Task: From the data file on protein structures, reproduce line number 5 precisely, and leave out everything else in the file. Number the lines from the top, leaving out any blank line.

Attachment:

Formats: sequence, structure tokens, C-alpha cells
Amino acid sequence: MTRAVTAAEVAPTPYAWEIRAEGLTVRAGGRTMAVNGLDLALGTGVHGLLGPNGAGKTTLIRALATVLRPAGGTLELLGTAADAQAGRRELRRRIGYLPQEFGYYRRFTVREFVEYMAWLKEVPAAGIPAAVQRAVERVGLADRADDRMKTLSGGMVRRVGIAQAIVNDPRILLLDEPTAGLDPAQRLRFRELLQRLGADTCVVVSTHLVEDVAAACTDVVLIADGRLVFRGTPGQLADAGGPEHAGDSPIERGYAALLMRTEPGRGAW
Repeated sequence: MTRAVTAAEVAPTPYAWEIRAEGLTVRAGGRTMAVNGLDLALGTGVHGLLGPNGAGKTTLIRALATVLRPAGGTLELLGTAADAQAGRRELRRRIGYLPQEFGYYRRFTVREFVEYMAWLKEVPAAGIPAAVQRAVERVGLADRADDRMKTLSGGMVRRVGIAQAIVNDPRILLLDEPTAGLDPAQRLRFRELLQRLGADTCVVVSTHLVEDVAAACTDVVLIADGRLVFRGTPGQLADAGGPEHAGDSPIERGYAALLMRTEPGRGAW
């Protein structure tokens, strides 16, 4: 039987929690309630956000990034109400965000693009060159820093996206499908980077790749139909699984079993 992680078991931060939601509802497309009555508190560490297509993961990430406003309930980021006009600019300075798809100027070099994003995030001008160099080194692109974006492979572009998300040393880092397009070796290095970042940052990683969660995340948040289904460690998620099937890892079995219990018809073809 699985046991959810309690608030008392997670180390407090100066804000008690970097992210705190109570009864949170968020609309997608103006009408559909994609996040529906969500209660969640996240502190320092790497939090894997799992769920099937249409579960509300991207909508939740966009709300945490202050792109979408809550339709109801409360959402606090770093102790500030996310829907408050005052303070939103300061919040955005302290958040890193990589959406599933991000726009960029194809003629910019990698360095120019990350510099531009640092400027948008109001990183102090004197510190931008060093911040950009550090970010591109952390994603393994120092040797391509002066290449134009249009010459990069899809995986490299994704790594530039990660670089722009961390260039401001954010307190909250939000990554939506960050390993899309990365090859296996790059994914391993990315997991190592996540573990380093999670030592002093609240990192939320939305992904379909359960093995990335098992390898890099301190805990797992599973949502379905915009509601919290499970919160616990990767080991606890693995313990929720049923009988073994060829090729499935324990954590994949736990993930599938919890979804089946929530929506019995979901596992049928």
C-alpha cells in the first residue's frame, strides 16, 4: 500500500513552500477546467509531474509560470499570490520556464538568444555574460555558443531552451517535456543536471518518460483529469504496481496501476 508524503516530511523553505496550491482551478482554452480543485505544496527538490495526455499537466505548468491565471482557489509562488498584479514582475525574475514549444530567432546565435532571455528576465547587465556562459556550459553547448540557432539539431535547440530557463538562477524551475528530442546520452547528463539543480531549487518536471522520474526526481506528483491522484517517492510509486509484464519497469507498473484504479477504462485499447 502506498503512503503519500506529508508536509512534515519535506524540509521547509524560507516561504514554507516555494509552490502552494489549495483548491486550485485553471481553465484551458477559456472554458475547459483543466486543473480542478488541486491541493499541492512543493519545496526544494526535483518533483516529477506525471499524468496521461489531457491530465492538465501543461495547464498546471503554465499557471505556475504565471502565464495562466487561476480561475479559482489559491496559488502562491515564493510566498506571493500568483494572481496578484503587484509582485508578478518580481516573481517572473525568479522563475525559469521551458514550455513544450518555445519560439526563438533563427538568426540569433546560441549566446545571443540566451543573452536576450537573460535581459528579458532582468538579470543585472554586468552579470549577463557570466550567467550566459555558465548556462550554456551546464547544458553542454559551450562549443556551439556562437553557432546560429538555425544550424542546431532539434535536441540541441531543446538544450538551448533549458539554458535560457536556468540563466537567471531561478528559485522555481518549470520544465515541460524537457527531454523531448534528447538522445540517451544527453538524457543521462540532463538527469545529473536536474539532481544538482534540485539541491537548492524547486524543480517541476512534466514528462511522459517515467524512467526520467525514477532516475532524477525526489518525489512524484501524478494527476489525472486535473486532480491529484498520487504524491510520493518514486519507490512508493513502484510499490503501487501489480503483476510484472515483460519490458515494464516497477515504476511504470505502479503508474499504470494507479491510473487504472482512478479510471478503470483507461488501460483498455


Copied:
C-alpha cells in the first residue's frame, strides 16, 4: 500500500513552500477546467509531474509560470499570490520556464538568444555574460555558443531552451517535456543536471518518460483529469504496481496501476 508524503516530511523553505496550491482551478482554452480543485505544496527538490495526455499537466505548468491565471482557489509562488498584479514582475525574475514549444530567432546565435532571455528576465547587465556562459556550459553547448540557432539539431535547440530557463538562477524551475528530442546520452547528463539543480531549487518536471522520474526526481506528483491522484517517492510509486509484464519497469507498473484504479477504462485499447 502506498503512503503519500506529508508536509512534515519535506524540509521547509524560507516561504514554507516555494509552490502552494489549495483548491486550485485553471481553465484551458477559456472554458475547459483543466486543473480542478488541486491541493499541492512543493519545496526544494526535483518533483516529477506525471499524468496521461489531457491530465492538465501543461495547464498546471503554465499557471505556475504565471502565464495562466487561476480561475479559482489559491496559488502562491515564493510566498506571493500568483494572481496578484503587484509582485508578478518580481516573481517572473525568479522563475525559469521551458514550455513544450518555445519560439526563438533563427538568426540569433546560441549566446545571443540566451543573452536576450537573460535581459528579458532582468538579470543585472554586468552579470549577463557570466550567467550566459555558465548556462550554456551546464547544458553542454559551450562549443556551439556562437553557432546560429538555425544550424542546431532539434535536441540541441531543446538544450538551448533549458539554458535560457536556468540563466537567471531561478528559485522555481518549470520544465515541460524537457527531454523531448534528447538522445540517451544527453538524457543521462540532463538527469545529473536536474539532481544538482534540485539541491537548492524547486524543480517541476512534466514528462511522459517515467524512467526520467525514477532516475532524477525526489518525489512524484501524478494527476489525472486535473486532480491529484498520487504524491510520493518514486519507490512508493513502484510499490503501487501489480503483476510484472515483460519490458515494464516497477515504476511504470505502479503508474499504470494507479491510473487504472482512478479510471478503470483507461488501460483498455